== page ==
Of course nothing was the exact size. I became an expert at creating boxes. I could score and trim and shrink wrap and tape with the best of them. It might sound odd to say, but I was proud of it. Still am.
Yesterday I went to the garage and found two scraps (I use the term with affection) of cardboard, and a large amount of bubble wrap. The cardboard was from some garden tool that Dominique ordered, and the bubble wrap from a guitar that was given as a gift to the kids. They weren’t dirty, but still I vacuumed and wiped each piece sparkling clean. I wrapped it with precision. The box is square and strong. The painting is, and will be safe.
I smile as it sits beside me. Knowingly part of my story. Even as I live a country away, and Herberger’s is long closed, I know what, who, helped get me here.
The world is changing. Artificial intelligence is nipping at our heels. People are contemplating if it will take over the arts. I don’t think so. I certainly hope not. Sure, I suppose it’s possible to create the painting. But what you can’t manufacture is the story. The lives involved in one piece of art. Carol folding boxes. The Herberger’s store manager helping my mom load the car. My mom. Her love and support. Telling all who would listen. It fills me still.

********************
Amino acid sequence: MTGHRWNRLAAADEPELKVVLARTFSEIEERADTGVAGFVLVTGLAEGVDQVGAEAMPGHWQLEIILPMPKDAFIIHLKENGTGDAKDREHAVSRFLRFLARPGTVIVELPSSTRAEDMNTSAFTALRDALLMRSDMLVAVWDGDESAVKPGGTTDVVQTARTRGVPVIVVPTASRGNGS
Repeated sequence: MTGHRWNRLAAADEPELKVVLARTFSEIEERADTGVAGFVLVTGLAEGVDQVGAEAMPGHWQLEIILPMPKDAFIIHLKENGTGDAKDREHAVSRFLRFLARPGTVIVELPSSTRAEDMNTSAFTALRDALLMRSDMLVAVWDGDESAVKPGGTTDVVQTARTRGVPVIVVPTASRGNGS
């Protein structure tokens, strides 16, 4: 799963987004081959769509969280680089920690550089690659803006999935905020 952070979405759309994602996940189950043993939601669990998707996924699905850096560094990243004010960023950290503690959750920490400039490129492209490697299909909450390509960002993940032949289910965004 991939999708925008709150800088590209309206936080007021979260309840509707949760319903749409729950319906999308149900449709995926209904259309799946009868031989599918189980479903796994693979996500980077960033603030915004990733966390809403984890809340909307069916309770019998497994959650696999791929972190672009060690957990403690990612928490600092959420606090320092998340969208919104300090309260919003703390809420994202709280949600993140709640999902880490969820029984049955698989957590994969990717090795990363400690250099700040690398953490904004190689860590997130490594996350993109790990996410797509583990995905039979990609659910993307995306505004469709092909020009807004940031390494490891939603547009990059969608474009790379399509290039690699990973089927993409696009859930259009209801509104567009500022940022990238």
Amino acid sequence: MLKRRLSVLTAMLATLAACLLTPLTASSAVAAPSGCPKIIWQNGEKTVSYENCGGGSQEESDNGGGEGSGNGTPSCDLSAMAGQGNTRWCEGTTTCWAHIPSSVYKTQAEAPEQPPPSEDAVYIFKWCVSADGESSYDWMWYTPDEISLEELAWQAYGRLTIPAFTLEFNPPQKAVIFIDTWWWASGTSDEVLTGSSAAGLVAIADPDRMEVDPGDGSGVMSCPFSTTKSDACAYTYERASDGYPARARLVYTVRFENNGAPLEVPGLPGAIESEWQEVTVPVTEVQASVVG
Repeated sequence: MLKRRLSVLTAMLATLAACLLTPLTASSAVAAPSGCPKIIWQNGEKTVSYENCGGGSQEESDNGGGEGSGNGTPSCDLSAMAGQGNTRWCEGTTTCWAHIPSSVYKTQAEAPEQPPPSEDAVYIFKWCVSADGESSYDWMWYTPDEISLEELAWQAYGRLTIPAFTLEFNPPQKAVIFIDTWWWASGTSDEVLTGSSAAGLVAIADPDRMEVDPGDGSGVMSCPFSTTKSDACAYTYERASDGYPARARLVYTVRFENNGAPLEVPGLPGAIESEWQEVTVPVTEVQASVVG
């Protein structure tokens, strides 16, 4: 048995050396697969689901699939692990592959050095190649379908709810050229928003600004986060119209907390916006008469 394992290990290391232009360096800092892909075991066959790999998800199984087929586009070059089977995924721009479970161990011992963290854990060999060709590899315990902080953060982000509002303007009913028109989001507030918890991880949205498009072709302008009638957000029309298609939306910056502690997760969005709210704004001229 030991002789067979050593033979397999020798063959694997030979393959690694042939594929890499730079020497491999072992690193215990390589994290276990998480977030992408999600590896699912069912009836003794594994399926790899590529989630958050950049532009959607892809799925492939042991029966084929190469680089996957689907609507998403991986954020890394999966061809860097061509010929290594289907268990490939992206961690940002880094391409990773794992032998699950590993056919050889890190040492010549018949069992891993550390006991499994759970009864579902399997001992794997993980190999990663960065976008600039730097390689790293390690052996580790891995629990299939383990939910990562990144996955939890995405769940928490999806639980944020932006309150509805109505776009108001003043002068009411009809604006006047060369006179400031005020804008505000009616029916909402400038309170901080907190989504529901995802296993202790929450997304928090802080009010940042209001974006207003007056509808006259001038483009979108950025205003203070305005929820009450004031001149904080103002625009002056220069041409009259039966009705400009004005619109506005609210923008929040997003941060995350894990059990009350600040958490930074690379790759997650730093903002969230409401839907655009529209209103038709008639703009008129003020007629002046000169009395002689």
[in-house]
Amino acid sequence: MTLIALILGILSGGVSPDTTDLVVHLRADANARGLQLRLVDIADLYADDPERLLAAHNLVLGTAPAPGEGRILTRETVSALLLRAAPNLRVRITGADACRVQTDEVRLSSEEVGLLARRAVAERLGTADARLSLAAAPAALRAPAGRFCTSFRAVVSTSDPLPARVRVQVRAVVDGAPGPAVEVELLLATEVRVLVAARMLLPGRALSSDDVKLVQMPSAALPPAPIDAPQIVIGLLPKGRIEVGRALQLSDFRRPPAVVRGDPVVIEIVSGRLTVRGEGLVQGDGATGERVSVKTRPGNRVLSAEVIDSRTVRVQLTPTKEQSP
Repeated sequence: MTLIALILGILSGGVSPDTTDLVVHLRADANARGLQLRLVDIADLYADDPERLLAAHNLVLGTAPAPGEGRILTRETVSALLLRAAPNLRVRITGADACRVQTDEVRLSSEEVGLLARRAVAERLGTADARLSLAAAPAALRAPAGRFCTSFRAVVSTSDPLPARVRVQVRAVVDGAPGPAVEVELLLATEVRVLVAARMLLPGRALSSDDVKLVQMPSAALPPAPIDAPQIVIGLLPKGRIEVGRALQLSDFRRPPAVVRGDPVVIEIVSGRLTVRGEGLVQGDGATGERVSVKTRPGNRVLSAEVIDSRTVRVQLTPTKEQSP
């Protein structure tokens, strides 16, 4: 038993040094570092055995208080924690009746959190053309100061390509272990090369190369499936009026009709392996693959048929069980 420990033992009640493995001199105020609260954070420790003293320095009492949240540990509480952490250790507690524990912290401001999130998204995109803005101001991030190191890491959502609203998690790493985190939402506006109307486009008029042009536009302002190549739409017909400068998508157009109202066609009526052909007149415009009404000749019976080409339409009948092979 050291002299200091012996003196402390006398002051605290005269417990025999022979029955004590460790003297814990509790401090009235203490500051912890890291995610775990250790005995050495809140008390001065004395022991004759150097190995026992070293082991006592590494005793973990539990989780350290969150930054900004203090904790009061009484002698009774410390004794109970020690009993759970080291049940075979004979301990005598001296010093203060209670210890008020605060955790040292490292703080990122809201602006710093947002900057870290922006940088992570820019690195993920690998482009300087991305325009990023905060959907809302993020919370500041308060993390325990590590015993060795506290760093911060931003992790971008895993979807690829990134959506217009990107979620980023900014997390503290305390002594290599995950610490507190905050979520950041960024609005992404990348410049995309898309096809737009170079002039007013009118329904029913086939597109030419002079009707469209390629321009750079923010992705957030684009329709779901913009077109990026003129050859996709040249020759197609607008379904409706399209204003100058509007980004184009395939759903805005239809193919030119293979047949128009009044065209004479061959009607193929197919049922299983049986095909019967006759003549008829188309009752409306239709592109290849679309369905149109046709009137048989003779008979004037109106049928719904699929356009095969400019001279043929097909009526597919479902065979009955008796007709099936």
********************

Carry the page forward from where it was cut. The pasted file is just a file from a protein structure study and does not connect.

This painting that I sell today is of Lake Agnes. One of the first lakes I knew in my hometown. It will ship from France and travel to Arkansas, carrying the stories of those who first lifted me.
We never make the journey alone.
I’m not sure if the tellers were elevated, or if it was just my five year old vantage point, but everything at First National Bank of Alexandria seemed important. I held my mother’s left hand as she struggled to remove the deposit slip from her purse with her other. I needed her to balance me as my head circled the high ceilings. Everything smelled of wood and dollar bills. When the transaction was finished, the teller thanked my mom by name. She knows her, I thought. I was so impressed! She handed me a yellow safety sucker from the bowl behind her desk. (Red was my favorite, but I still said thank you.)
I was taught that it wasn’t polite to stare, but I couldn’t look away. I could see just the tip of it. It was a flattened cardboard pig with tiny slots filled with coins. “Would you like one,” the teller asked, “to start saving?” More than anything, I thought, and gazed up at my mom to see if it was ok. She was smiling, so I agreed. She handed me the empty cardboard pig and I thought my heart would explode. I didn’t have the words for it then, but I was part of the transaction. And I felt as high as a First National ceiling.
My little pig got heavier with each dime and nickel slotted into place. Months later, when it was full, (from the random couch coin, or my weekly allowance), my mom asked if I wanted to put it in the bank. The real bank. I did, but I wanted to hold it for a while longer…feel the weight of it, the beautiful weight of my transactions. “Hold them as long as you need,” she said.
It feels the same with memory. Each day I place one in a heart slot, and hold on. Banked. Feeling the beautiful weight of all the joy of my days. All the hands held. The smiles exchanged. The love passed back and forth. The comforting weight of my transactions. “Can you still feel it?” they ask. “More than anything,” I reply…”more than anything!”
Hold everything dear.